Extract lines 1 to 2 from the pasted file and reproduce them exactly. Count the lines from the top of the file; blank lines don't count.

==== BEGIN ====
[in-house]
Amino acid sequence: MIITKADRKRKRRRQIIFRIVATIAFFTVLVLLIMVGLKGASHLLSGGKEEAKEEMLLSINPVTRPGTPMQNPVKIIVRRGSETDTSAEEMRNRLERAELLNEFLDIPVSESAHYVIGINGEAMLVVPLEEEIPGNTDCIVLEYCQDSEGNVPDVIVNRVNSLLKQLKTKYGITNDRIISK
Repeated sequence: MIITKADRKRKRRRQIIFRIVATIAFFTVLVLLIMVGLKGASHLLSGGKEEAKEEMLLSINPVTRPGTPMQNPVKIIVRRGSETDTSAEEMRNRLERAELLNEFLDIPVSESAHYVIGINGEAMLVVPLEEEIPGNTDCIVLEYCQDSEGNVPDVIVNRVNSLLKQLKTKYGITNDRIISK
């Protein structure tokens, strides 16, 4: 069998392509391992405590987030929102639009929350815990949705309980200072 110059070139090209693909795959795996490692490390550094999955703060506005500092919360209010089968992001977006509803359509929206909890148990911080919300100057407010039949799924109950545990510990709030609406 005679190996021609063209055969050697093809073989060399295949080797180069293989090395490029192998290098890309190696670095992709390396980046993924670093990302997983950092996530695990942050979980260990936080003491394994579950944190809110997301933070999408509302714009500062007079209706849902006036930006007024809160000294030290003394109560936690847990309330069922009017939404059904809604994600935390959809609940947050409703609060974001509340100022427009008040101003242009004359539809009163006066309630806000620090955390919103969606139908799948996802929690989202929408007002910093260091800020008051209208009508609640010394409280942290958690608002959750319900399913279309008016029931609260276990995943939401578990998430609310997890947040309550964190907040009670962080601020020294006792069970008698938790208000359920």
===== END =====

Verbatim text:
[in-house]
Amino acid sequence: MIITKADRKRKRRRQIIFRIVATIAFFTVLVLLIMVGLKGASHLLSGGKEEAKEEMLLSINPVTRPGTPMQNPVKIIVRRGSETDTSAEEMRNRLERAELLNEFLDIPVSESAHYVIGINGEAMLVVPLEEEIPGNTDCIVLEYCQDSEGNVPDVIVNRVNSLLKQLKTKYGITNDRIISK